As crazy as it sounds, I enjoy the thrill of it

​“My cousin posted a picture of me on Twitter and Alonzo asked her who I was. He was in the military and in a fraternity. I wanted to marry him the day I met him. He was so honest and funny and disciplined. He had it together – had his head on straight, and I loved that. 

“The only person I knew in the military growing up was my uncle. He served 20 years in the Navy. We saw him every other year and I knew what he did was important. But beyond that, I didn’t know much about it. Alonzo was in the Army and it was scary to me to be someone who wouldn’t be around and was going to be in danger. I knew I loved him though. My love for him was bigger than my fears. He always gave me just enough info; never too much to be scared. I trusted him, I loved him, and we are doing it. We’ve known each other since 2010 and since then he’s deployed three times. 

“As crazy as it sounds, I enjoy the thrill of it. We don’t know where we’re going next year, but I’m excited for the adventure. I think the hardest part for military spouses is keeping their identity, and especially during deployment. You’re so concerned and consumed with being your spouse’s backbone — their rock — that it’s easy to forget to be your own person as well.

“So many things are decided for you by the Army. Where you live, when your spouse is home, when you can go on vacation. A friend of mine went to the courthouse to get married because they were up against a deployment. I couldn’t stop thinking about how many couples do that — even your wedding can be determined by the military. 

“I turned 29 this year and had an epiphany. We were in Gatlinburg and I decided to start a blog and website, and event planning business. I started it because I saw a need for military couples to have easy and accessible event contracts so that even with a deployment or PCS, you can create a wedding of your dreams with an affordable budget and a quick turnaround. 

“I had my own business when I was 11. I had business cards and I sold painted pottery and beaded keychains, andI loved planning events. I still do. I’ve come a long way since I was 11. Starting a business has been the hardest and most rewarding thing I’ve ever done. There have been so many hurdles and obstacles, but at the end of the day I can say, ‘I have a company,’ and that is priceless.”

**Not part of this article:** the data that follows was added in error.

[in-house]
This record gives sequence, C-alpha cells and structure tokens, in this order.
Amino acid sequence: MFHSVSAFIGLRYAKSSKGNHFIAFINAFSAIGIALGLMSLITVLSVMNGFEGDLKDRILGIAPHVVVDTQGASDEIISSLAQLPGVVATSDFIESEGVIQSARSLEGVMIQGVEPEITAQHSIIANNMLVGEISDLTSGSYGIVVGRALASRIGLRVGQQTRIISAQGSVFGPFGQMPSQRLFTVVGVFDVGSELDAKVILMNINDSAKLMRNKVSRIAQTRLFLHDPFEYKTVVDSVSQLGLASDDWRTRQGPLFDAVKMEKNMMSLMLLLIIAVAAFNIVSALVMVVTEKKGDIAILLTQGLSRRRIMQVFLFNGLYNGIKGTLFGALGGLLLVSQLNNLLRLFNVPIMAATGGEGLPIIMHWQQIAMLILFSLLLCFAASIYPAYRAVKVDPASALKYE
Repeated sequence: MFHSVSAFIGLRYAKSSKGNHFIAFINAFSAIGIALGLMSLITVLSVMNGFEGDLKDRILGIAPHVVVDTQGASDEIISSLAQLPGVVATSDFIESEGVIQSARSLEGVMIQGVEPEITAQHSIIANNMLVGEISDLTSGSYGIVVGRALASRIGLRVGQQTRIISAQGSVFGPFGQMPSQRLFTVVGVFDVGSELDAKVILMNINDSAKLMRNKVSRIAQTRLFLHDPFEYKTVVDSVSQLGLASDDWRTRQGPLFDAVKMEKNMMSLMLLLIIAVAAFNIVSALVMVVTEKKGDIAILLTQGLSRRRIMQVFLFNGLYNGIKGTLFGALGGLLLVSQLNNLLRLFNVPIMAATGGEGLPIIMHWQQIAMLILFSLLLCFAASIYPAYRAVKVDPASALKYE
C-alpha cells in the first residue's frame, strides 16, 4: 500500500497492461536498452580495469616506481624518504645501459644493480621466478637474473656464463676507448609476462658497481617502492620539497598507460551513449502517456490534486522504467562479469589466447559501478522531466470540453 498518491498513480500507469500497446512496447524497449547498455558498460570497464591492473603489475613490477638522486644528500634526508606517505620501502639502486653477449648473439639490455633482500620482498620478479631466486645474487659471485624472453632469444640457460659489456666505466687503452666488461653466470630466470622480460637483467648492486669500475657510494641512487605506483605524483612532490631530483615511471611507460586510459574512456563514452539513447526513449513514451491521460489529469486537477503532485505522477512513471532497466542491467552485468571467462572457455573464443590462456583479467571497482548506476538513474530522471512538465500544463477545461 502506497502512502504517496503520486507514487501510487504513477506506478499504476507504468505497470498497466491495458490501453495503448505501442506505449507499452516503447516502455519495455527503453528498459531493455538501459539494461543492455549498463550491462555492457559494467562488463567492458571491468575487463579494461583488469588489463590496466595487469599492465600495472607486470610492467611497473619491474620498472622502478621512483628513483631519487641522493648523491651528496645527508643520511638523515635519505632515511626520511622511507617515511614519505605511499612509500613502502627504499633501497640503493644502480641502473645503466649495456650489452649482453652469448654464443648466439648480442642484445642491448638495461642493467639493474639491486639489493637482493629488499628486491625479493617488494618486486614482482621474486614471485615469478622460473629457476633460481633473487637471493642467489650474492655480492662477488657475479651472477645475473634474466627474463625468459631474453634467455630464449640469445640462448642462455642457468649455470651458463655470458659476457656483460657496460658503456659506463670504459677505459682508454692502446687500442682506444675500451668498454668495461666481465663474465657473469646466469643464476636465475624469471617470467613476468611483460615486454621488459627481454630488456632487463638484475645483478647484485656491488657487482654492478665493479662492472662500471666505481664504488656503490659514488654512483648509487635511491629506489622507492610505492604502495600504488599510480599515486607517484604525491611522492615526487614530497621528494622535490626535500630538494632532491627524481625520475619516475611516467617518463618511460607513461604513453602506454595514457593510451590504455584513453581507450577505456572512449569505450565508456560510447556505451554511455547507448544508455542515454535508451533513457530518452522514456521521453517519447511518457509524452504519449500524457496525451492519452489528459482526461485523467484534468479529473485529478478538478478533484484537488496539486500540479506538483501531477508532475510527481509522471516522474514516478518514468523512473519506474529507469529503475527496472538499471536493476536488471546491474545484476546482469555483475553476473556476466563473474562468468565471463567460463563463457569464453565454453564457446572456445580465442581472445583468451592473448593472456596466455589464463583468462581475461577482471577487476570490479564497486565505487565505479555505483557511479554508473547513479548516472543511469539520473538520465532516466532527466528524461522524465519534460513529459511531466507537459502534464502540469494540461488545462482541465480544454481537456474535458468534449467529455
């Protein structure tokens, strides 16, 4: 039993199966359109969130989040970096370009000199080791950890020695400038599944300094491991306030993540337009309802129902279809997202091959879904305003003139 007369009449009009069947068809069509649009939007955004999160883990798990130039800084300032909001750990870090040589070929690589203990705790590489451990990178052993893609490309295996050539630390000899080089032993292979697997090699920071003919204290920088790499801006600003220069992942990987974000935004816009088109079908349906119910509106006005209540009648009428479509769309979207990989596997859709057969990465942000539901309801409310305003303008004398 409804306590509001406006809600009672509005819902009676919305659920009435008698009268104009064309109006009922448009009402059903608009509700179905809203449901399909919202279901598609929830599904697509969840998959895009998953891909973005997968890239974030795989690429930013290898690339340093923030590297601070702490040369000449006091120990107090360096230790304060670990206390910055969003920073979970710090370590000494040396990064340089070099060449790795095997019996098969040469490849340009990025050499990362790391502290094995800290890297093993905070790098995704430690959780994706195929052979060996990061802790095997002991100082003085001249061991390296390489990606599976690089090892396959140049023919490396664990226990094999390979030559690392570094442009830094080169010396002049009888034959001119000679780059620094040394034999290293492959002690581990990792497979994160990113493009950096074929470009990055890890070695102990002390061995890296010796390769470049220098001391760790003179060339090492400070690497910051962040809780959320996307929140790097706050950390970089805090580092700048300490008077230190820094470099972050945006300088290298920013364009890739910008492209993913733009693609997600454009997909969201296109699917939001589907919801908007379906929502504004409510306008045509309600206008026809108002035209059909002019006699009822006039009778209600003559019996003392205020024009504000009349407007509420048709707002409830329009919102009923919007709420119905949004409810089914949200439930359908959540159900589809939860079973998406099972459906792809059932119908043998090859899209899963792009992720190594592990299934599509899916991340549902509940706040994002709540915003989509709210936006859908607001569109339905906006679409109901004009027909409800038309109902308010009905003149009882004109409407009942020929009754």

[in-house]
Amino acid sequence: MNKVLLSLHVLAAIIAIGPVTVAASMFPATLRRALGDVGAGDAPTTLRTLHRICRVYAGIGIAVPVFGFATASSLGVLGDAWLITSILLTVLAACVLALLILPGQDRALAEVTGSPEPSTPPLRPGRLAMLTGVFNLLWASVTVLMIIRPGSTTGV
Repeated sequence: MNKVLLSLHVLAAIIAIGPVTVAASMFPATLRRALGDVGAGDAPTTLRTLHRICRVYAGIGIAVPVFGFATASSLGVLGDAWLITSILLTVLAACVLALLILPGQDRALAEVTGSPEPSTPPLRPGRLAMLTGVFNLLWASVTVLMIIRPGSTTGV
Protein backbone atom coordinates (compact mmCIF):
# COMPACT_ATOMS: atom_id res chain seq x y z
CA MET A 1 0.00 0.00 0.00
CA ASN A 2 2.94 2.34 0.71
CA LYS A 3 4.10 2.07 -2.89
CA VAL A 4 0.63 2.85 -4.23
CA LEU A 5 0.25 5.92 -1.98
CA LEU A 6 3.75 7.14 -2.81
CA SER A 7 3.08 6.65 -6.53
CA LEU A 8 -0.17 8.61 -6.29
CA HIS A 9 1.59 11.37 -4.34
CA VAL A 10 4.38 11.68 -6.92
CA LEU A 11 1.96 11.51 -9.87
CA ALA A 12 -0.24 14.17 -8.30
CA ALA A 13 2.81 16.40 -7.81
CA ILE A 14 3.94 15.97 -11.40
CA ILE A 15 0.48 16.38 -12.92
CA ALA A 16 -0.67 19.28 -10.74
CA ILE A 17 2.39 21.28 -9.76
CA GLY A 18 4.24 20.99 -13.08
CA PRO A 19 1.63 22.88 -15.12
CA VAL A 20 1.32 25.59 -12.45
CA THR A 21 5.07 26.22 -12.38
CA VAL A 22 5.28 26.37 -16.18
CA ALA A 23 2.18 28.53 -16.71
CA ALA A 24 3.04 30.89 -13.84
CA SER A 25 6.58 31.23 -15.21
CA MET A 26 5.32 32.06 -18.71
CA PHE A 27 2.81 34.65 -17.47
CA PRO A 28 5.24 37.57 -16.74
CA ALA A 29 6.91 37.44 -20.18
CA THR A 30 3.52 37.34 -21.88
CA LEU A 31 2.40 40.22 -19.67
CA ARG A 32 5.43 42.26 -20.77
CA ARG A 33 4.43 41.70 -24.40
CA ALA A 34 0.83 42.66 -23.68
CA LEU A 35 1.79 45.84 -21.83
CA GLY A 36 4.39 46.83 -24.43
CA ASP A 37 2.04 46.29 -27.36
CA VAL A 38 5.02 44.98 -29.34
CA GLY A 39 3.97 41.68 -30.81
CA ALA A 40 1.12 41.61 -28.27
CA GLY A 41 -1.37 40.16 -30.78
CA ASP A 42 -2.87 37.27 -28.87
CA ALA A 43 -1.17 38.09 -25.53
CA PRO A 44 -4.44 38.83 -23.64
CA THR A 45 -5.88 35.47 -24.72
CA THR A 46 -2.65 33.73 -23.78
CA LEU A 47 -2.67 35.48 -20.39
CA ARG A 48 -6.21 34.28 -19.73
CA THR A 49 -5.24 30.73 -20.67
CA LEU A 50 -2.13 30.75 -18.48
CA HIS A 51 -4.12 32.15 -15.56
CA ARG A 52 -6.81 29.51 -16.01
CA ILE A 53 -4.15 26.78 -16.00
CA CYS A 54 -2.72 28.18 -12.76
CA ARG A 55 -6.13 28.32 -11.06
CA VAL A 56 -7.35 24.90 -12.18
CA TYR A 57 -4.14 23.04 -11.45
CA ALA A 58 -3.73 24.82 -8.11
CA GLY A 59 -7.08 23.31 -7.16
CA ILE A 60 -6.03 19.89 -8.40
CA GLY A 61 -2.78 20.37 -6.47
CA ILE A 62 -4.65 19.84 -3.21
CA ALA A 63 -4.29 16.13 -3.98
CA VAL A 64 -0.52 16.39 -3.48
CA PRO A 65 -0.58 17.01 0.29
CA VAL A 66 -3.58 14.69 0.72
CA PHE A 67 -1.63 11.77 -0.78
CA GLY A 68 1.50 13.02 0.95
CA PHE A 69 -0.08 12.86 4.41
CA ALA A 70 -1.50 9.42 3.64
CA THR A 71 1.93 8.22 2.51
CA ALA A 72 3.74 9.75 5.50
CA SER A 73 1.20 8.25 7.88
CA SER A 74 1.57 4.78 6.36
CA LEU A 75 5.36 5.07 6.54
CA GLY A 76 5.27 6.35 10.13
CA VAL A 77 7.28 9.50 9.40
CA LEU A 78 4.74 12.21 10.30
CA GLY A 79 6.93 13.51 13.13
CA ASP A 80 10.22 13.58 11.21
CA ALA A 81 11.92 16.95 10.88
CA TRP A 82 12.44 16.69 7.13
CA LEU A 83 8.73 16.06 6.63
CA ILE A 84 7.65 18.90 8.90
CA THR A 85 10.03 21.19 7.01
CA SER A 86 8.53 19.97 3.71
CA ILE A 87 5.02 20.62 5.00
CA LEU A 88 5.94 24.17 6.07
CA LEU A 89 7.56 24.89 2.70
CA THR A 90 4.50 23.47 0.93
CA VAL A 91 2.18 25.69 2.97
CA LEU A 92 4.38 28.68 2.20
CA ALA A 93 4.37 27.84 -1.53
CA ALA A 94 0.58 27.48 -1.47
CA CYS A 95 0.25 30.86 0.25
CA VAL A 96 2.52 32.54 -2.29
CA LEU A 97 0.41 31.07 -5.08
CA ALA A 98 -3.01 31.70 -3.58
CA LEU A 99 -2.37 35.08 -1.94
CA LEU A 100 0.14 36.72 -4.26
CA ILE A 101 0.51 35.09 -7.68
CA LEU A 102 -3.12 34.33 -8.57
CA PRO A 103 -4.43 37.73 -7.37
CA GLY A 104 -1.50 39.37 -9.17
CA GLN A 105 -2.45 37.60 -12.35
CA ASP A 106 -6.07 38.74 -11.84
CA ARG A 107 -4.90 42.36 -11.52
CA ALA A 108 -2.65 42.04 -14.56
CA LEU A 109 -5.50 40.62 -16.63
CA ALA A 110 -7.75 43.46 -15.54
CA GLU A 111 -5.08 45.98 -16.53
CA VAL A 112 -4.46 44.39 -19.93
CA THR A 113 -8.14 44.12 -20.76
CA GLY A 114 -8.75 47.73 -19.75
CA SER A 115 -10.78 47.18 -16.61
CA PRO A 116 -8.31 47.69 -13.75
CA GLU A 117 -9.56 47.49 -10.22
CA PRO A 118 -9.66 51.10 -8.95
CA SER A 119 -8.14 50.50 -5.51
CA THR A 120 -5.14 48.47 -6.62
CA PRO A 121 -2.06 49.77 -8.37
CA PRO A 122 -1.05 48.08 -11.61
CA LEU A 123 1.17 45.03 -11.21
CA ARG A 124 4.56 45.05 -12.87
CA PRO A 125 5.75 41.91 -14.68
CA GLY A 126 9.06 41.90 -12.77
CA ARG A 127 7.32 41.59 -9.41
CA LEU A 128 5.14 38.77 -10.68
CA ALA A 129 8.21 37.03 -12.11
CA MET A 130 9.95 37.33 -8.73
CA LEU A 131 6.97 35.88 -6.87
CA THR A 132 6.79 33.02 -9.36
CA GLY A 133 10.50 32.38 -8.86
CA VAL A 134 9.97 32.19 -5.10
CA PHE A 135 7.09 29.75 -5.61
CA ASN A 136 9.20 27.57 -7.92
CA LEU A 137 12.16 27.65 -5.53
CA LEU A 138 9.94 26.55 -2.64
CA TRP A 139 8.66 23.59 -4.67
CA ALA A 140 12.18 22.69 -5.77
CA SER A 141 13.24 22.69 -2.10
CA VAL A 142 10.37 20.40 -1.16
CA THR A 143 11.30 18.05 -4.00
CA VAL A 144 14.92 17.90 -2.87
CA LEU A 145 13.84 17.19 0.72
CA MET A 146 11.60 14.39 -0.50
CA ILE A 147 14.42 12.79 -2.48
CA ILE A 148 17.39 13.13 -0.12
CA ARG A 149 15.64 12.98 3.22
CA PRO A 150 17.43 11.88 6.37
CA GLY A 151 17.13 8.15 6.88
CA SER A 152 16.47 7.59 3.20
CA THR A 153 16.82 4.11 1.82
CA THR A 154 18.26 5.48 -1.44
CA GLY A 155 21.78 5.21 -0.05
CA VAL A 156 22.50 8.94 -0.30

http://www.marzonthemove.com

Holiday Guide!

This holiday season, Humans on the Homefront is producing an online Holiday Gift Giving Guide — featuring products sold only by veteran and/or military family owned businesses. We want to include your business — send a message to our Facebook page with your email address and business info, or email us at contact@humansonthehomefront.com and we will contact you. 

Give the gift of supporting a veteran or military family owned business — we promise to make it easy for you.

9/11 — We remember 

9/11/01 forever changed the fabric of our nation. For some, it ignited a spark to serve. For others, it only reinforced their decision to do so. But since then, we have remained at war — and that fear and deep resolve that Americans collectively felt on that Tuesday morning 16 years ago is something our service members and their families haven’t been able to exhale. We are still sending our loved ones into the night. We are still waiting to hear if they’ll come home safe. We sit with bated breath, holding our children, when we hear the news about another convoy, another ambush, another mishap… and all we can do is pray that we will be strong enough if The Knock is on our door. 

In the silence today, watch this video. Do something kind for a stranger or first responder. Fly your flag. Never forget 9/11, and please remember the men and women who continue to fight. 🇺🇸❤️🇺🇸

9-11 Sounds of Silence Tribute (Disturbed) from Cristiano Caletti on Vimeo.

He was everything you’d want in a son, really

What Gold Star families really need is for their loved one to be remembered. (2)“Jonathan was the youngest. He had four older sisters. We were both married before, but we were so close-knit for a blended family. We got married when Jonathan was only five, so as the youngest, he was brought up being able to hold his own. He played football, baseball, really all of the youth sports, and he especially loved lacrosse. But he also had this really artistic side. His fiancée, Brandy Carter, was an art teacher at Madison High, and they both loved to paint.

“When he was in high school, he really wanted a car. So he saved his money and bought a 1981 Camaro – he was kind of a renaissance man. We had so many problems with that car. We spent so much time tinkering with it. Jonathan had lots of different friends, from all different categories of life. Sports, arts… he was never influenced by anyone else; he really was one of those kids who just got along with everybody.

“When 9/11 happened, Jonathan wanted to do something. Our oldest daughter, Susannah, lost her best friend in the first Tower. There is a picture of her at the memorial at Ground Zero. It was a very personal occurrence for us.